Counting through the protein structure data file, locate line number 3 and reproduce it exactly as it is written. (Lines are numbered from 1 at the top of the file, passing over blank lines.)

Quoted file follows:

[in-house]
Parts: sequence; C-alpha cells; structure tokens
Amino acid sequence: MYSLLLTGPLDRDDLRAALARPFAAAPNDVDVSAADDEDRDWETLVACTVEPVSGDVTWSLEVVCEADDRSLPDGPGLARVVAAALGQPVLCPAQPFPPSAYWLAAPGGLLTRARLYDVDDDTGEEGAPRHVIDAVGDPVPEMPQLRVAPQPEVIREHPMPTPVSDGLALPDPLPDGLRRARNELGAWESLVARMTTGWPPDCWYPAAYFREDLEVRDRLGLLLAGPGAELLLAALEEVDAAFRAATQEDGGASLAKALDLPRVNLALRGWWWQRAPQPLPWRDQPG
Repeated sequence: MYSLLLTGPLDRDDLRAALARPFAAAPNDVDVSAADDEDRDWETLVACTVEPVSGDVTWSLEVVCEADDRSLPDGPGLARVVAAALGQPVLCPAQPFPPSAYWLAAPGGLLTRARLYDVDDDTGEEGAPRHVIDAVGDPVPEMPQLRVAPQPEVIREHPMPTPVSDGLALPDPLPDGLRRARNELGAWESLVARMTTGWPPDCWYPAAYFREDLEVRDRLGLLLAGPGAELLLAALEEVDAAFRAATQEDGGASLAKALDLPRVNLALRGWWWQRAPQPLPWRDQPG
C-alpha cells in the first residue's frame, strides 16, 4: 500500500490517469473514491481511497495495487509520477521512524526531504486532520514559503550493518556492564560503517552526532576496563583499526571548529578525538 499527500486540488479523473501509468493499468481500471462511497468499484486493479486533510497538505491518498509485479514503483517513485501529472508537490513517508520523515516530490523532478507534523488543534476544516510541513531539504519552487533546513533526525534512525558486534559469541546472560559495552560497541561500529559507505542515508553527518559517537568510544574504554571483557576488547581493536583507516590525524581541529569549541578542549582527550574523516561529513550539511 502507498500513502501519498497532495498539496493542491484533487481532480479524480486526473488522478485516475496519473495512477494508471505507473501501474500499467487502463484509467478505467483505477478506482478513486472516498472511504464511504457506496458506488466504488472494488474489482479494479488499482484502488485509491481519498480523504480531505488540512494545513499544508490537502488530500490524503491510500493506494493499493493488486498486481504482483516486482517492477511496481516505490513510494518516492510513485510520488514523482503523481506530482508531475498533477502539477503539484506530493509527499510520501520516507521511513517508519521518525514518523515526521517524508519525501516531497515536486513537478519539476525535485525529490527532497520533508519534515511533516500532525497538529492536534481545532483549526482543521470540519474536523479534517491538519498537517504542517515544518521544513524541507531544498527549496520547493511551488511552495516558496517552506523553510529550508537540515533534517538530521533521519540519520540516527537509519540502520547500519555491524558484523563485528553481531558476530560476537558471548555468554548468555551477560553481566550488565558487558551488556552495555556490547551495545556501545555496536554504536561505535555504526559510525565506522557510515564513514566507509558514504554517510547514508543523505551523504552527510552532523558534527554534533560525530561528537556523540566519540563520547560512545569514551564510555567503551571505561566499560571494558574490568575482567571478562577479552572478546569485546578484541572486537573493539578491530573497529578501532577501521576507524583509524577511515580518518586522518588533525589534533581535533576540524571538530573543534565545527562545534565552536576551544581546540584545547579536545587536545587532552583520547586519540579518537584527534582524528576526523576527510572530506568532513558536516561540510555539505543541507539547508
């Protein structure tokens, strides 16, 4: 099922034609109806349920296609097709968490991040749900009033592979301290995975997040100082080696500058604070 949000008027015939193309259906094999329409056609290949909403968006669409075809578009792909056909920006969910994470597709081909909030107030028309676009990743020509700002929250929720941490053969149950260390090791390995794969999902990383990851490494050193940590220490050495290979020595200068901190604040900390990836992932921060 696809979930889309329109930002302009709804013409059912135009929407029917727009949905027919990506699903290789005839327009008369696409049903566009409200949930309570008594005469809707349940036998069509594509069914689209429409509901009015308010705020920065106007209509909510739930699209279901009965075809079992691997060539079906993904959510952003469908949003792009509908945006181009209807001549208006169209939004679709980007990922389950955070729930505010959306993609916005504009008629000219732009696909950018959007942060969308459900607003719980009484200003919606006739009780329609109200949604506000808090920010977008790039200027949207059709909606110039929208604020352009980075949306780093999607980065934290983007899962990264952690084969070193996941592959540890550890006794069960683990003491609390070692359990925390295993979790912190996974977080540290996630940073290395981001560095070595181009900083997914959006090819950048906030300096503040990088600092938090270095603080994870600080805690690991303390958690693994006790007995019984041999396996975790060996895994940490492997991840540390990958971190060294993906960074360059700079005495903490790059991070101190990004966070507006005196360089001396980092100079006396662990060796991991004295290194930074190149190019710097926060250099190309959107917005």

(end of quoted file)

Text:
Amino acid sequence: MYSLLLTGPLDRDDLRAALARPFAAAPNDVDVSAADDEDRDWETLVACTVEPVSGDVTWSLEVVCEADDRSLPDGPGLARVVAAALGQPVLCPAQPFPPSAYWLAAPGGLLTRARLYDVDDDTGEEGAPRHVIDAVGDPVPEMPQLRVAPQPEVIREHPMPTPVSDGLALPDPLPDGLRRARNELGAWESLVARMTTGWPPDCWYPAAYFREDLEVRDRLGLLLAGPGAELLLAALEEVDAAFRAATQEDGGASLAKALDLPRVNLALRGWWWQRAPQPLPWRDQPG